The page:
Deep Purple (song)

From Wikipedia, the free encyclopedia
Jump to: navigation, search
For other uses, see Deep Purple (disambiguation).
"Deep Purple"
Music by Peter DeRose
Lyrics by Mitchell Parish
Published 1933
Recorded by Larry Clinton, Artie Shaw, Adelaide Hall, The Dominoes, Screamin' Jay Hawkins, Earl Bostic, Joe Loss and His Orchestra, Joni James, Ralph Marterie, Nino Tempo & April Stevens

"Deep Purple" was the biggest hit written by pianist Peter DeRose, who broadcast, 1923 to 1939, with May Singhi as "The Sweethearts of the Air" on the NBC radio network. "Deep Purple" was published in 1933 as a piano composition. The following year, Paul Whiteman had it scored for his suave "big band" orchestra that was "making a lady out of jazz" in Whiteman's phrase. "Deep Purple" became so popular in sheet music sales that Mitchell Parish added lyrics in 1938:

When the deep purple falls over sleepy garden walls
And the stars begin to twinkle in the sky—
In the mist of a memory you wander back to me
Breathing my name with a sigh...

Larry Clinton and His Orchestra recorded one of the most popular versions of the song on 23 December 1938. Featuring vocalist Bea Wain, the Clinton version was a huge hit. Released in January 1939 on Victor Records, the Clinton recording was number one on the U.S. popular music charts for nine consecutive weeks in 1939. The next most popular version was made by Artie Shaw with vocalist Helen Forrest. The song is a sentimental ballad. The tune was a favorite of Babe Ruth, and Peter DeRose performed the song at Ruth's birthday parties for about a decade. It was Adelaide Hall who introduced the song to Britain and recorded it for Decca Records. Her version was released on 15 May 1939. [1] The song remained a traditional pop favourite, recast in 1957 as a doo wop classic by The Dominoes with vocals by Eugene Mumford Screamin' Jay Hawkins (best remembered for his song "I Put A Spell On You") also released his version of "Deep Purple" on his 1958 album, At Home with Screamin' Jay.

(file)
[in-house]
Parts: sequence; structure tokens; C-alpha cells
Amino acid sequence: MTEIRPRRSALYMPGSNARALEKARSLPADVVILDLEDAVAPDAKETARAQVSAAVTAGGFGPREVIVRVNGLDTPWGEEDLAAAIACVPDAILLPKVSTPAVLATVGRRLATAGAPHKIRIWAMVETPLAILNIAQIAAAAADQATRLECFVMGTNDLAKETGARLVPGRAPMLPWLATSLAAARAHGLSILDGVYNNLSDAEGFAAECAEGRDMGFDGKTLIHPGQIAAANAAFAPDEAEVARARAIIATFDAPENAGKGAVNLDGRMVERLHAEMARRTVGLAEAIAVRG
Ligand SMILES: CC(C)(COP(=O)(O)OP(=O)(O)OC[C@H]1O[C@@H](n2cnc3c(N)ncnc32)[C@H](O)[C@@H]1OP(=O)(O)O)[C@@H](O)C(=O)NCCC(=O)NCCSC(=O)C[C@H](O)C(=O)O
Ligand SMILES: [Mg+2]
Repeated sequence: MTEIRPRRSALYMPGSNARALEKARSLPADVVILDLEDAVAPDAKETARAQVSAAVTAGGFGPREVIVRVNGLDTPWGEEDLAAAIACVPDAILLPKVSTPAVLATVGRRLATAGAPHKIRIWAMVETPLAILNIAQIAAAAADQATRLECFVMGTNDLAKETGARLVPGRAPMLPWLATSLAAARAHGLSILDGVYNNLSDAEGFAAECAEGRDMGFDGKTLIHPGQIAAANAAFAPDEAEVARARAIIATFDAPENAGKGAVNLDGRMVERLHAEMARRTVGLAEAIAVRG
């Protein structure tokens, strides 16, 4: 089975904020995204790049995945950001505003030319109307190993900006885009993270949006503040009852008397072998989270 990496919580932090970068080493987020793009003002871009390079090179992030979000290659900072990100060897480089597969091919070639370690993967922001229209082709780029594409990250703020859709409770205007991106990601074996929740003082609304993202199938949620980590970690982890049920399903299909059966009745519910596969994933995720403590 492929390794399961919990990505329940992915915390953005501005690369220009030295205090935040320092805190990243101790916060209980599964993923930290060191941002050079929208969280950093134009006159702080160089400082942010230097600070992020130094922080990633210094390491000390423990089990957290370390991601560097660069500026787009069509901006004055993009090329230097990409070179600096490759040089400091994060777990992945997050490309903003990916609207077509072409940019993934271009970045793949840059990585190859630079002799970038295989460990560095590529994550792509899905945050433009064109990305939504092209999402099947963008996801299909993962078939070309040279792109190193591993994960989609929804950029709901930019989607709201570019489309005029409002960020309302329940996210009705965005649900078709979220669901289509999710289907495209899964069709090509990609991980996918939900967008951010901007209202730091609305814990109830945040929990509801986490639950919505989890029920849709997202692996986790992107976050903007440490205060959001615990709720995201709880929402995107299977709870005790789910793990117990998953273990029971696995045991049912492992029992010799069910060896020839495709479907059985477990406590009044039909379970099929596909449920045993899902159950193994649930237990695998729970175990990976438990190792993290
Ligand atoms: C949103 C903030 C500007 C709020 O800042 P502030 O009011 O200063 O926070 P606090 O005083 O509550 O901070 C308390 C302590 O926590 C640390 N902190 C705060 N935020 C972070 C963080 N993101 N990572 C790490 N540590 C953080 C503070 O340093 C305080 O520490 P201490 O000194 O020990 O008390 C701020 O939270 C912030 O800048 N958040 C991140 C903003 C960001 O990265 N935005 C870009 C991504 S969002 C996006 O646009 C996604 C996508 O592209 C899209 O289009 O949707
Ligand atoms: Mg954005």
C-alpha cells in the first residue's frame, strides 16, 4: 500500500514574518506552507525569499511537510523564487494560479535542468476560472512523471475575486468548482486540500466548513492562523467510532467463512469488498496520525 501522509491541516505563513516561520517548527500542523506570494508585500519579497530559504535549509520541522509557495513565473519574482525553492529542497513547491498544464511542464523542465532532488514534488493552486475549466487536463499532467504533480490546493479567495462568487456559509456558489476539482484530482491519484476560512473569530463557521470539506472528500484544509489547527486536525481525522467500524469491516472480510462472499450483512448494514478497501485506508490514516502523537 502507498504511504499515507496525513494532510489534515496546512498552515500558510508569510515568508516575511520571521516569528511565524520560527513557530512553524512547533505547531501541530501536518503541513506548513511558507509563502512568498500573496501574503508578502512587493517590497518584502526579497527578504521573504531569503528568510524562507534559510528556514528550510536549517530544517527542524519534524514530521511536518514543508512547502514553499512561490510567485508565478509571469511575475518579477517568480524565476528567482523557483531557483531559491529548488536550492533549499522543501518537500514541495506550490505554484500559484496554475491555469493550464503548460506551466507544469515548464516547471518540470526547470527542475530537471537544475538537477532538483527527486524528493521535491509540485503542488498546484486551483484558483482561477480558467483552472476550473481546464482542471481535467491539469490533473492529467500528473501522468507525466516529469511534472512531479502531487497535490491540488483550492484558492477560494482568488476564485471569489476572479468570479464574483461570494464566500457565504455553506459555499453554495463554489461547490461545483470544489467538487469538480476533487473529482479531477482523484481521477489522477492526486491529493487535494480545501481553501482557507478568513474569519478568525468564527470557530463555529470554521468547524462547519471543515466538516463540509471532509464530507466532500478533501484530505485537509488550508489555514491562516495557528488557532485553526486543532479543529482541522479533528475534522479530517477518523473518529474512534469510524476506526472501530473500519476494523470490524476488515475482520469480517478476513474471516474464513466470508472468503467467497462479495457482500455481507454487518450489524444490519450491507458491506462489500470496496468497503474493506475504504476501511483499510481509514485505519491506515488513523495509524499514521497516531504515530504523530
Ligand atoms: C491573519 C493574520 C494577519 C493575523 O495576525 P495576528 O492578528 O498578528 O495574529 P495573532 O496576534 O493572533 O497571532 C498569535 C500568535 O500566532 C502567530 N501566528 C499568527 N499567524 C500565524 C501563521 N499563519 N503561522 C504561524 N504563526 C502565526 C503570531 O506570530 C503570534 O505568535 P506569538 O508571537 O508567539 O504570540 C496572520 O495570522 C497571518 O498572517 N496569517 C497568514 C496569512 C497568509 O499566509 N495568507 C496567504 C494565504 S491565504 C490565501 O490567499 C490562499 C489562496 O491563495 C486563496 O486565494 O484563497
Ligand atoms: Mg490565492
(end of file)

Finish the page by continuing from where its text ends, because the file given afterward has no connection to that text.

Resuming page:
The saxophone player Earl Bostic had an instrumental hit with "Deep Purple" circa 1951, along with his biggest hit "Flamingo" (both on his 1963 LP The Best Of Earl Bostic).

Joe Loss and His Orchestra recorded it on October 15, 1956. It was released on the 78 rpm record HMV POP 107. Pop and jazz recordng artist Joni James also covered "Deep Purple" for her 1956 album In the Still of the Night. The song was released in 1959 by Ralph Marterie on the Wing album Marvelous Marterie.

Nino Tempo & April Stevens and later versions[edit]

"Deep Purple"
Single by Nino Tempo & April Stevens
from the album Deep Purple
B-side I've Been Carrying A Torch For You So Long That It Burned A Great Big Hole In My Heart
Released 1963
Format 7" Vinyl
Genre Pop
Length 2:40
Label Atco Records

The second most popular version, which hit number one on the US pop charts (the 100th song to do so) in November 1963 and also won that year's Grammy Award for Best Rock and Roll Record, was recorded by Nino Tempo & April Stevens (who are brother and sister). It remained in the Top 40 for twelve weeks and was #1 on the Hot 100 the week before John F. Kennedy was assassinated.[2] This version of the song is notable for April Stevens' speaking the lyrics in a low and sweet voice during the second half of the song while her brother sings. According to the Billboard Book of Number One Hits by Fred Bronson, when the duo first recorded the song as a demo, Tempo forgot the words, and Stevens spoke the lyrics to the song to remind him. The record's producers thought Stevens' spoken interludes were "cute" and should be included on the finished product, but according to Stevens, her brother was not as easily convinced: "He didn't want anyone talking while he was singing!".